themselves out as having a current professional relationship. It is, thus, understandable how, in total good faith, Heinmiller could answer in the negative when asked whether she had sexual contact with a client.1

If the Department wishes to discipline persons who have been issued a license but are later discovered to have engaged in unprofessional conduct, it can promulgate rules to that effect. RCW 18.19.050(1). Disciplining a person under subsection (2) of the UDA, however, should be reserved for those who have knowingly misrepresented information. This would ensure that subsection (2) is not used as a way for the Department to circumvent its own disciplinary rules, but is instead used as a tool for weeding out dishonest applicants.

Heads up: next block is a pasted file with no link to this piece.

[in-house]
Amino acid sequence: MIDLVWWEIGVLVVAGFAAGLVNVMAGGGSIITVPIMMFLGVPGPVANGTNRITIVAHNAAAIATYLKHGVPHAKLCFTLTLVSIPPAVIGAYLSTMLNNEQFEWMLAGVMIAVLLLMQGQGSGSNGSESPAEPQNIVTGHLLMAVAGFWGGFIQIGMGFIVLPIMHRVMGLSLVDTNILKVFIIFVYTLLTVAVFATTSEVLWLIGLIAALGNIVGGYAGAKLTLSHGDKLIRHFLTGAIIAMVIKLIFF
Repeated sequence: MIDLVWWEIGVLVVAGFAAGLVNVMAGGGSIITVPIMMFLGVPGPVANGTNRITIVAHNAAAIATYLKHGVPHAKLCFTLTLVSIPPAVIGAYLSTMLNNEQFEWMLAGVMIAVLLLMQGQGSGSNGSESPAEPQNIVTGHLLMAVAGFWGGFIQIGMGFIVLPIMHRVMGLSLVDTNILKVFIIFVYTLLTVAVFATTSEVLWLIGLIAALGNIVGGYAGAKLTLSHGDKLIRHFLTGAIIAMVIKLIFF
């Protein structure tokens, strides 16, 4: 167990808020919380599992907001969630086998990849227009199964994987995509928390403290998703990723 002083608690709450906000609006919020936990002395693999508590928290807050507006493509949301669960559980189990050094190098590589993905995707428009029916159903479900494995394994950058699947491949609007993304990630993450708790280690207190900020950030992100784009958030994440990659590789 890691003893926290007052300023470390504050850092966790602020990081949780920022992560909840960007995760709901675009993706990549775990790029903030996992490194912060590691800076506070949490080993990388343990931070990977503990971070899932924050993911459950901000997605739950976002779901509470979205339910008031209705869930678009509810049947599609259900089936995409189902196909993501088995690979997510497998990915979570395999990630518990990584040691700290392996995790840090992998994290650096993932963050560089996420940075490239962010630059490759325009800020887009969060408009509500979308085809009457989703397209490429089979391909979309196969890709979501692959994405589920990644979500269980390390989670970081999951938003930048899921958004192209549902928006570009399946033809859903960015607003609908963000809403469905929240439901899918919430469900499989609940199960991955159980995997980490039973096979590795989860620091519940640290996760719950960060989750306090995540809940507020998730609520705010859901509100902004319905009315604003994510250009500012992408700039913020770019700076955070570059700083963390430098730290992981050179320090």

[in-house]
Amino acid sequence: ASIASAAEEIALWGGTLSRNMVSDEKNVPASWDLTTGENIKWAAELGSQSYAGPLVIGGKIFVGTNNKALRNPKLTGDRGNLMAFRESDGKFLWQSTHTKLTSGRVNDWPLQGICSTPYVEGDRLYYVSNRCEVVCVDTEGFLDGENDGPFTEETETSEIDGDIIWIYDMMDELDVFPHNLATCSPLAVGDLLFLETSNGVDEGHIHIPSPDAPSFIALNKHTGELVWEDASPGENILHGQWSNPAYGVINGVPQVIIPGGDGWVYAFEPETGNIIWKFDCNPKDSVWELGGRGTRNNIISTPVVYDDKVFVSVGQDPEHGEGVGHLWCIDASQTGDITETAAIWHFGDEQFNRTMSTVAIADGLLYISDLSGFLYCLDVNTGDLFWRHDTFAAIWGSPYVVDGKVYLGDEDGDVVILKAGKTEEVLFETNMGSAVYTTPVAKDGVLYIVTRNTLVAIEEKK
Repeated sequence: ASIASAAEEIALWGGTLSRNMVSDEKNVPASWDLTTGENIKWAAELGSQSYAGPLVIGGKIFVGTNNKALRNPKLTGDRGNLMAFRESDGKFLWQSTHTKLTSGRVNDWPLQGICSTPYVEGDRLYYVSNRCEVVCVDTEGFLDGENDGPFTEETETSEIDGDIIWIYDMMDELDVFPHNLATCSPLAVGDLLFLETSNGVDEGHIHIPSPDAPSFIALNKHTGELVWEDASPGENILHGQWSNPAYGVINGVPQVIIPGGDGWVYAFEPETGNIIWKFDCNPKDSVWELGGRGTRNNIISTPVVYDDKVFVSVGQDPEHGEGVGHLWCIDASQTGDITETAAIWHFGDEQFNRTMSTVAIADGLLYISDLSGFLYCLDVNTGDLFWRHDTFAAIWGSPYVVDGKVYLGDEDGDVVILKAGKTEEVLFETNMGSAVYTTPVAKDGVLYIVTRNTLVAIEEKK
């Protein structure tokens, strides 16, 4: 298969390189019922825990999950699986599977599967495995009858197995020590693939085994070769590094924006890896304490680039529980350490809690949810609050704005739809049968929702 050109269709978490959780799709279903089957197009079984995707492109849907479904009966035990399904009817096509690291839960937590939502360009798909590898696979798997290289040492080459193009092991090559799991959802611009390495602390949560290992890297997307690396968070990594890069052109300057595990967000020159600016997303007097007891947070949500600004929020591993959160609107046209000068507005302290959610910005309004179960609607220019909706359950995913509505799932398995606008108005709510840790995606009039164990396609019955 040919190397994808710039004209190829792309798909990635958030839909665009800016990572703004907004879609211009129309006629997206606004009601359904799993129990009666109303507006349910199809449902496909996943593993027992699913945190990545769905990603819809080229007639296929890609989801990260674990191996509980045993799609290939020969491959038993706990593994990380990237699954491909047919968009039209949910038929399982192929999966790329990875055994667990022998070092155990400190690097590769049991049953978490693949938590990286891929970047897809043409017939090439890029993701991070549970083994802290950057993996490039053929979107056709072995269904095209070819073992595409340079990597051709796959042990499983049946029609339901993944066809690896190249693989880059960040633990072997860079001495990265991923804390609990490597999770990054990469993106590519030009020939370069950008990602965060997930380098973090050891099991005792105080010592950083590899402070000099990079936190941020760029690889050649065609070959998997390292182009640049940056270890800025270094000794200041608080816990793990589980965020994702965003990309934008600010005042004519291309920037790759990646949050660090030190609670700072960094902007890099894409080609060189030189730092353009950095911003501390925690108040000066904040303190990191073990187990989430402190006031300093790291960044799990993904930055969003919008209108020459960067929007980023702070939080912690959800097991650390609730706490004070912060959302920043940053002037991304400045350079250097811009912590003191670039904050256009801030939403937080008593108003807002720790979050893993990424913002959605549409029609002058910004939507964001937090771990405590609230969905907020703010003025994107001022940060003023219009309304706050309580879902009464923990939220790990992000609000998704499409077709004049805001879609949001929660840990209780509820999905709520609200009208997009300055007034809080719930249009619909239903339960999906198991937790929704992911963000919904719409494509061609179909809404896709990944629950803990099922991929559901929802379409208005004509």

For the foregoing reasons, I would adhere to the plain meaning of "misrepresentation" or "concealment" and require that applicants have actual knowledge of the falsity of a response before disciplining them under subsection (2) of the UDA.

JOHNSON and ALEXANDER, JJ., concur with PEKELIS, J.

After modification, further reconsideration denied January 31, 1996.


1 A well written question on the application such as, "Have you ever had sexual contact with a client or former client?", would have focused Heinmiller's attention on the type of conduct which required disclosure.